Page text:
The target count.txt depends on the file data.txt and the recipes list contains the commands you ran previously.

Now, run make again from the terminal. You should see that make executes the commands listed and creates count.txt. If you run the make command again, you should see the output:

make: Nothing to be done for 'all'.

Let’s break it down. When you run make without any argument, it runs the first target, which is all in this case. Since all depends on count.txt, that target is executed. The target count.txt depends on data.txt, so the commands are run and the file is generated.

The next time you run make following the same sequence, make looks at count.txt and notices that count.txt is newer than data.txt, meaning the dependency has not been changed since the last time make was run, so it doesn’t do anything.

Edit the data.txt file and change the text to hi world. Now when you run make, it runs the commands and updates count.txt. Since the dependency was changed, it rebuilt the target.

You can also run a target directly by passing its name to the make command. Running make count.txt will run only the count.txt rule.

Let’s add a rule to clean the project files. It is a recommended practice to have a clean rule to delete any generated files, effectively returning the project to the initial state. Add the following rule to your Makefile:

clean:
    rm count.txt

The clean rule doesn’t have a prerequisite. The targets without a prerequisite are considered to be older than their dependencies, and so they’re always run.

Components of Makefile

Here are some important components that can help you write more concise and simpler Makefiles.

Comments

You can have comments in Makefile that start with a # and last till the end of the line.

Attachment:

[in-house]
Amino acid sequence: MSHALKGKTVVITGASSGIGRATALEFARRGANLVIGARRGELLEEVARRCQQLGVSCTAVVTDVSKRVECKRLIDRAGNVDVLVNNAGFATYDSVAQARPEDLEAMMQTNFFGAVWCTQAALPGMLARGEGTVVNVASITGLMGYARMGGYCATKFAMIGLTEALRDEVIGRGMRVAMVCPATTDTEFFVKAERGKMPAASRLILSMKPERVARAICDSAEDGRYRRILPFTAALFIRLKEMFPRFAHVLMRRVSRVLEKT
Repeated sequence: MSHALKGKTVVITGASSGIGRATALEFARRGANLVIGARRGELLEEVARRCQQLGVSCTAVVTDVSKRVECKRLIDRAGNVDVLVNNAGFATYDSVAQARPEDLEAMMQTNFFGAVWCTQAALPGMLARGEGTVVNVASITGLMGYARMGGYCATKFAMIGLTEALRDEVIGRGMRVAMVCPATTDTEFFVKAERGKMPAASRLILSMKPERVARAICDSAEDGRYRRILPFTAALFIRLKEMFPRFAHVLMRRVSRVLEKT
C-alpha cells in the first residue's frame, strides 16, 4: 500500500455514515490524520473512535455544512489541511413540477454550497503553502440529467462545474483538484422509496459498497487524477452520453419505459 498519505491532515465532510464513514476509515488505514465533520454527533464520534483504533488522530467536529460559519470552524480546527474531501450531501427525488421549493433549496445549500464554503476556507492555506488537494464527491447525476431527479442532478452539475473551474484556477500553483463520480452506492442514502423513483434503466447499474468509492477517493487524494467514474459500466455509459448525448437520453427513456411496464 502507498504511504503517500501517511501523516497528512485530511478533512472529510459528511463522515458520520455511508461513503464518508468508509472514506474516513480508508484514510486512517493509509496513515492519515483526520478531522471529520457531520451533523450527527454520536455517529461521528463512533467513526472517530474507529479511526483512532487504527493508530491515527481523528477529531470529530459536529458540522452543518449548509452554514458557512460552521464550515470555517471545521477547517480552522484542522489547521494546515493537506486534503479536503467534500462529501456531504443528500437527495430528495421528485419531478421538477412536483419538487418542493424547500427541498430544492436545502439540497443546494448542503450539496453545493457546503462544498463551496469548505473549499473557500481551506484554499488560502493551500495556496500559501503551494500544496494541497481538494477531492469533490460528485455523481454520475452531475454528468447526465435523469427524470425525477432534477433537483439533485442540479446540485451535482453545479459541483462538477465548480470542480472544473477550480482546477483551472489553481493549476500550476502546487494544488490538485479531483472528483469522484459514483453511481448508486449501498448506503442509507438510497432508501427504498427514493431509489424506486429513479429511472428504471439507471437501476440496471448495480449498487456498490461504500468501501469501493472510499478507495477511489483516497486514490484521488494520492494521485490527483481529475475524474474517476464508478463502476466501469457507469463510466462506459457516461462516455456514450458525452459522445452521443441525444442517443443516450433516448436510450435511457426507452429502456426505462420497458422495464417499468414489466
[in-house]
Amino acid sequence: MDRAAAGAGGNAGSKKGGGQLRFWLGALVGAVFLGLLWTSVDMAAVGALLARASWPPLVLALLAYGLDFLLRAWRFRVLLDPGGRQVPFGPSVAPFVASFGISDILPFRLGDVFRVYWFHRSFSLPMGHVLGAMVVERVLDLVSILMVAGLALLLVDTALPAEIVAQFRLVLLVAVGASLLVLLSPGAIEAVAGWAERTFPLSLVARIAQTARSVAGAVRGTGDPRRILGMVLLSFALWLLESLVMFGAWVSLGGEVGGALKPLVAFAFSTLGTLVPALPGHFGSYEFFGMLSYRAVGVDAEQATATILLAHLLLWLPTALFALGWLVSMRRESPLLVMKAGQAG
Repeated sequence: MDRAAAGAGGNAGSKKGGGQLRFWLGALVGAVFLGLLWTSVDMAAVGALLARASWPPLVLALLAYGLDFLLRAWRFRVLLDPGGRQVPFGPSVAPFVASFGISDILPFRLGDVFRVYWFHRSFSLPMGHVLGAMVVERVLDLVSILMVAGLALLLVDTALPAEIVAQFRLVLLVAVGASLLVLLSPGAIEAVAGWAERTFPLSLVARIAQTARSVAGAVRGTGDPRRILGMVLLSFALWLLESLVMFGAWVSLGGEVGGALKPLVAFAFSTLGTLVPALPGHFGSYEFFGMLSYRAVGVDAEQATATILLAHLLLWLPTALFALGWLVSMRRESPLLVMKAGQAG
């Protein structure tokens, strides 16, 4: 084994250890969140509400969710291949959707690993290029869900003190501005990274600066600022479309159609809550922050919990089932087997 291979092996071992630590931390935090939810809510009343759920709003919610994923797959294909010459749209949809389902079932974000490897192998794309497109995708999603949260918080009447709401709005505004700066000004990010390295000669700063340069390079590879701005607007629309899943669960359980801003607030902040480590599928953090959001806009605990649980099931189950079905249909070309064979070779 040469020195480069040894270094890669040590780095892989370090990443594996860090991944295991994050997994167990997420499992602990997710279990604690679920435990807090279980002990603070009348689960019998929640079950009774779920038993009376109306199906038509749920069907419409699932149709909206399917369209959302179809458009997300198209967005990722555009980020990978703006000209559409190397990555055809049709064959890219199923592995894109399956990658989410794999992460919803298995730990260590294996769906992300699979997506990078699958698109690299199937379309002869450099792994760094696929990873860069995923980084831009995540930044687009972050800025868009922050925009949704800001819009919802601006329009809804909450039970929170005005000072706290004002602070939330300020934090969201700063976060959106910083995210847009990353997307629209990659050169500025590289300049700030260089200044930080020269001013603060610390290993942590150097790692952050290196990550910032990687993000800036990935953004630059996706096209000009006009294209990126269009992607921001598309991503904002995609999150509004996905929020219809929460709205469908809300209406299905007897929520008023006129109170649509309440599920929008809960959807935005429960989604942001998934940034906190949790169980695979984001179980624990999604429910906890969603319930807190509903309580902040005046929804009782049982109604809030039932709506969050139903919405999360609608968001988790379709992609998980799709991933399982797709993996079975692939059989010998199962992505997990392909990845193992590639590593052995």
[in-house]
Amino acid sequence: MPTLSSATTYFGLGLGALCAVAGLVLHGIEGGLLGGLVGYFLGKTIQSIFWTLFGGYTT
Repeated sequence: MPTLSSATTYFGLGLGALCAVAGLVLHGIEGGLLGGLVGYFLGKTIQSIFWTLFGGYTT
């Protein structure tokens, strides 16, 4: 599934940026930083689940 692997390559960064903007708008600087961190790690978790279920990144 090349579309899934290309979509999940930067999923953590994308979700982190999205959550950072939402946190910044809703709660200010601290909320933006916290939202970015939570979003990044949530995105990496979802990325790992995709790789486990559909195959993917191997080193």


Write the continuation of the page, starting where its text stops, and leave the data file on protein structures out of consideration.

all: count.txt # This is a comment
...

Variables

Just like regular programming languages, make supports using variables to avoid repetitions and keep the Makefile clean. Another advantage of variables is that the user can override them without needing to edit the Makefile manually.

A variable in Makefile starts with a $ and is enclosed in parentheses () or braces {}, unless it’s a single character variable. To set a variable, write a line starting with a variable name followed by =, := or ::=, followed by the value of the variable:

TARGET = count.txt
SOURCE = data.txt

The variables defined with = are called “recursively expanded variables,” and those defined with := and ::= are called “simply expanded variables.” There is a subtle difference between these two, which you can read about in the manual.

You can reference these values in any of the targets, prerequisites, or recipes:

TARGET = count.txt
SOURCE = data.txt

all: $(TARGET) 

$(TARGET): $(SOURCE)
    wc -c $(SOURCE) >  $(TARGET) # Count characters
    wc -w $(SOURCE) >> $(TARGET) # Count words
    wc -l $(SOURCE) >> $(TARGET) # Count lines

clean:
   rm $(TARGET)

Here instead of hard-coding the target and source file names, we have used two variables, with default values of count.txt and data.txt. If you run the make command, it should work just like before. However, if you want to change the name of the target to, for example, newcount.txt, you can do so without changing the Makefile:

make TARGET=newcount.txt